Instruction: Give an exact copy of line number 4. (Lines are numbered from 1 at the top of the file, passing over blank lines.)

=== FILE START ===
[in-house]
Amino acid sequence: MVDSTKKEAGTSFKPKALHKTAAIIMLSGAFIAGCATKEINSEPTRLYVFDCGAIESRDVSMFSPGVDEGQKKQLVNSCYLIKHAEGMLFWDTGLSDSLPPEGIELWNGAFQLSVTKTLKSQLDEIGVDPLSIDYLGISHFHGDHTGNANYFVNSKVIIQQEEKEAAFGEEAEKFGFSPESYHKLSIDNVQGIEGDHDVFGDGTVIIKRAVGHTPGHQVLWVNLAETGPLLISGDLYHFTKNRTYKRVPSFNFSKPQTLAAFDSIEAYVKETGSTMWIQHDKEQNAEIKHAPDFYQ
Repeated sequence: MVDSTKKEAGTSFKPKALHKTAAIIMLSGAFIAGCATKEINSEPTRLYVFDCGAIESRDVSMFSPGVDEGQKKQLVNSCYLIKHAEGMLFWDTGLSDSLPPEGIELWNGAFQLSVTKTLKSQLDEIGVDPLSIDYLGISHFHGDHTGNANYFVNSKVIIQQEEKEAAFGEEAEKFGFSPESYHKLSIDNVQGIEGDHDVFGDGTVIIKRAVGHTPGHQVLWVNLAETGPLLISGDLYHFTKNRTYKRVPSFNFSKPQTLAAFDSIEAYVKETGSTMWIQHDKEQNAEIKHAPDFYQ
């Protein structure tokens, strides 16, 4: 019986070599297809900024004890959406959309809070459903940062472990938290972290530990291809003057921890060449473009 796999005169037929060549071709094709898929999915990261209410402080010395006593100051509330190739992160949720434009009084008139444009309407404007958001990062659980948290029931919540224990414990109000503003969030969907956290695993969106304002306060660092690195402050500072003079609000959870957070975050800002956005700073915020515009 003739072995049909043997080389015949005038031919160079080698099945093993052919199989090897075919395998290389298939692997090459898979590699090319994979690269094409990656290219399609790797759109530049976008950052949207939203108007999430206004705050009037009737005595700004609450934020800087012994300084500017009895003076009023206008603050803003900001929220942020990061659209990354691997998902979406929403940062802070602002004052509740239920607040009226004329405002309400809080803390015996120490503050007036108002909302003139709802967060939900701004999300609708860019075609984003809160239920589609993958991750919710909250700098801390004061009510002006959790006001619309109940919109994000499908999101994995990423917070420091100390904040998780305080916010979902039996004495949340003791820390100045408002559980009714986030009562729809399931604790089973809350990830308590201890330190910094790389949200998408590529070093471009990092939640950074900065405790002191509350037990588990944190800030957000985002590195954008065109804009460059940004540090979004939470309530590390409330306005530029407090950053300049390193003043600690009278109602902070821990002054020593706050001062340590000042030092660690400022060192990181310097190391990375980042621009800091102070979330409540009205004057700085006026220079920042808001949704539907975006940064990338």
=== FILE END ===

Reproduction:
């Protein structure tokens, strides 16, 4: 019986070599297809900024004890959406959309809070459903940062472990938290972290530990291809003057921890060449473009 796999005169037929060549071709094709898929999915990261209410402080010395006593100051509330190739992160949720434009009084008139444009309407404007958001990062659980948290029931919540224990414990109000503003969030969907956290695993969106304002306060660092690195402050500072003079609000959870957070975050800002956005700073915020515009 003739072995049909043997080389015949005038031919160079080698099945093993052919199989090897075919395998290389298939692997090459898979590699090319994979690269094409990656290219399609790797759109530049976008950052949207939203108007999430206004705050009037009737005595700004609450934020800087012994300084500017009895003076009023206008603050803003900001929220942020990061659209990354691997998902979406929403940062802070602002004052509740239920607040009226004329405002309400809080803390015996120490503050007036108002909302003139709802967060939900701004999300609708860019075609984003809160239920589609993958991750919710909250700098801390004061009510002006959790006001619309109940919109994000499908999101994995990423917070420091100390904040998780305080916010979902039996004495949340003791820390100045408002559980009714986030009562729809399931604790089973809350990830308590201890330190910094790389949200998408590529070093471009990092939640950074900065405790002191509350037990588990944190800030957000985002590195954008065109804009460059940004540090979004939470309530590390409330306005530029407090950053300049390193003043600690009278109602902070821990002054020593706050001062340590000042030092660690400022060192990181310097190391990375980042621009800091102070979330409540009205004057700085006026220079920042808001949704539907975006940064990338």